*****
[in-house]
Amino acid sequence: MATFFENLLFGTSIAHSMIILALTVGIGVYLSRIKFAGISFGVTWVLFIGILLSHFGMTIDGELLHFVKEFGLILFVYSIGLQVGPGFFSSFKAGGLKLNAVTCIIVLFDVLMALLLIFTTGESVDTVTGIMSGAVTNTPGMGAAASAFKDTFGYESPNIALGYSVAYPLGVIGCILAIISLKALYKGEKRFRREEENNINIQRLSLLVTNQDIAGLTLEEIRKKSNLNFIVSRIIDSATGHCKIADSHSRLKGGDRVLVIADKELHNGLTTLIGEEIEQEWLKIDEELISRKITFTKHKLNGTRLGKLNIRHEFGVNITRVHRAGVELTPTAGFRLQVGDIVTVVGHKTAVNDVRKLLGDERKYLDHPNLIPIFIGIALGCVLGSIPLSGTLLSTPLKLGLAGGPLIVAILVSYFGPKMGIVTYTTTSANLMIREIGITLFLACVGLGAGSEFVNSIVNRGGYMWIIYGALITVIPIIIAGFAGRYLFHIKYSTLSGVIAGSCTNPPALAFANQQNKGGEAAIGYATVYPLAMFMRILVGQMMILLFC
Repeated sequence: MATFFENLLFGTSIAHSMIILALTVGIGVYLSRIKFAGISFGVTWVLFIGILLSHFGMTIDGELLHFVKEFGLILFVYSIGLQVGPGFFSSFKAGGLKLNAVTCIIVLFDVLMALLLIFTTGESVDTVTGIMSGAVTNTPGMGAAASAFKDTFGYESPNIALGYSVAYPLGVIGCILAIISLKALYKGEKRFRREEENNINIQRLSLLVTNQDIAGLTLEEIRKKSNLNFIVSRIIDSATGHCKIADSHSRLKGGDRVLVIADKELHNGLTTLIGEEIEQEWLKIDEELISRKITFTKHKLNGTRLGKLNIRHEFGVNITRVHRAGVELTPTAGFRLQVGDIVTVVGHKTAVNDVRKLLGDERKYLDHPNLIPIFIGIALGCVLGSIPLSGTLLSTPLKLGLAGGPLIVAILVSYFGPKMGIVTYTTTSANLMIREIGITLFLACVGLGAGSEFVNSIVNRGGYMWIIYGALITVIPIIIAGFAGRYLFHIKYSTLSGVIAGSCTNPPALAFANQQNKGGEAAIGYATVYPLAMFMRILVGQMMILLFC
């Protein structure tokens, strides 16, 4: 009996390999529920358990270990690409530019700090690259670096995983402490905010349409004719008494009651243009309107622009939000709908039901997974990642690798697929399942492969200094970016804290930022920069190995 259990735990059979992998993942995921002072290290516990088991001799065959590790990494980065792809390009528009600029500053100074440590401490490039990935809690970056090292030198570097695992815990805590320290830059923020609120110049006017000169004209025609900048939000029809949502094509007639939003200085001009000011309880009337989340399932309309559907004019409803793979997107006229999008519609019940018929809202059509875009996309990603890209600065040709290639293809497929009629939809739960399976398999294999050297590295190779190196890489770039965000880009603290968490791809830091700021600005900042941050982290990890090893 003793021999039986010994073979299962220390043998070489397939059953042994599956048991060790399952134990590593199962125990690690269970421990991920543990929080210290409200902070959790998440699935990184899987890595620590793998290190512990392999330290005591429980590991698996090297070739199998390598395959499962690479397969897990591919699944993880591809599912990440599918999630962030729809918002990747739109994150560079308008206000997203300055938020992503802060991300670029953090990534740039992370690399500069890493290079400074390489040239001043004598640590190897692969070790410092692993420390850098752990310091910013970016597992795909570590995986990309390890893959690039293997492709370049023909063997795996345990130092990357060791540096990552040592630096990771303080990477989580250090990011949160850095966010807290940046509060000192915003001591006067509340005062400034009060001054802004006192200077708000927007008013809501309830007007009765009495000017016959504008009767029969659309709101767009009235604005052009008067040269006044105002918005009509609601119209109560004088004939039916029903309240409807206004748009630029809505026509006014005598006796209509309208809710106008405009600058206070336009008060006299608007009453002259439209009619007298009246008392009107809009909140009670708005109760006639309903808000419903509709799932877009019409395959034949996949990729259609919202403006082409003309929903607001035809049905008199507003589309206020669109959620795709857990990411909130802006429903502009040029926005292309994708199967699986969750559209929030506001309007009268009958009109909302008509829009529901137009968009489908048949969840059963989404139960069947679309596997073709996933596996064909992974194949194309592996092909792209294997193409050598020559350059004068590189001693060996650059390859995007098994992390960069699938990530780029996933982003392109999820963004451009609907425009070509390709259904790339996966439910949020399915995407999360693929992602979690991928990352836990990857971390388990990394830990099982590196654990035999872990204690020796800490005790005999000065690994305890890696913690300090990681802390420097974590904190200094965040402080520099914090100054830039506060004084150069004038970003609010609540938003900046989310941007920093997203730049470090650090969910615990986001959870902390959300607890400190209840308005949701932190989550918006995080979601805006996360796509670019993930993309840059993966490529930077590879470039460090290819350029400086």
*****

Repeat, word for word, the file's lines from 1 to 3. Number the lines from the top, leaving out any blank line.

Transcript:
[in-house]
Amino acid sequence: MATFFENLLFGTSIAHSMIILALTVGIGVYLSRIKFAGISFGVTWVLFIGILLSHFGMTIDGELLHFVKEFGLILFVYSIGLQVGPGFFSSFKAGGLKLNAVTCIIVLFDVLMALLLIFTTGESVDTVTGIMSGAVTNTPGMGAAASAFKDTFGYESPNIALGYSVAYPLGVIGCILAIISLKALYKGEKRFRREEENNINIQRLSLLVTNQDIAGLTLEEIRKKSNLNFIVSRIIDSATGHCKIADSHSRLKGGDRVLVIADKELHNGLTTLIGEEIEQEWLKIDEELISRKITFTKHKLNGTRLGKLNIRHEFGVNITRVHRAGVELTPTAGFRLQVGDIVTVVGHKTAVNDVRKLLGDERKYLDHPNLIPIFIGIALGCVLGSIPLSGTLLSTPLKLGLAGGPLIVAILVSYFGPKMGIVTYTTTSANLMIREIGITLFLACVGLGAGSEFVNSIVNRGGYMWIIYGALITVIPIIIAGFAGRYLFHIKYSTLSGVIAGSCTNPPALAFANQQNKGGEAAIGYATVYPLAMFMRILVGQMMILLFC
Repeated sequence: MATFFENLLFGTSIAHSMIILALTVGIGVYLSRIKFAGISFGVTWVLFIGILLSHFGMTIDGELLHFVKEFGLILFVYSIGLQVGPGFFSSFKAGGLKLNAVTCIIVLFDVLMALLLIFTTGESVDTVTGIMSGAVTNTPGMGAAASAFKDTFGYESPNIALGYSVAYPLGVIGCILAIISLKALYKGEKRFRREEENNINIQRLSLLVTNQDIAGLTLEEIRKKSNLNFIVSRIIDSATGHCKIADSHSRLKGGDRVLVIADKELHNGLTTLIGEEIEQEWLKIDEELISRKITFTKHKLNGTRLGKLNIRHEFGVNITRVHRAGVELTPTAGFRLQVGDIVTVVGHKTAVNDVRKLLGDERKYLDHPNLIPIFIGIALGCVLGSIPLSGTLLSTPLKLGLAGGPLIVAILVSYFGPKMGIVTYTTTSANLMIREIGITLFLACVGLGAGSEFVNSIVNRGGYMWIIYGALITVIPIIIAGFAGRYLFHIKYSTLSGVIAGSCTNPPALAFANQQNKGGEAAIGYATVYPLAMFMRILVGQMMILLFC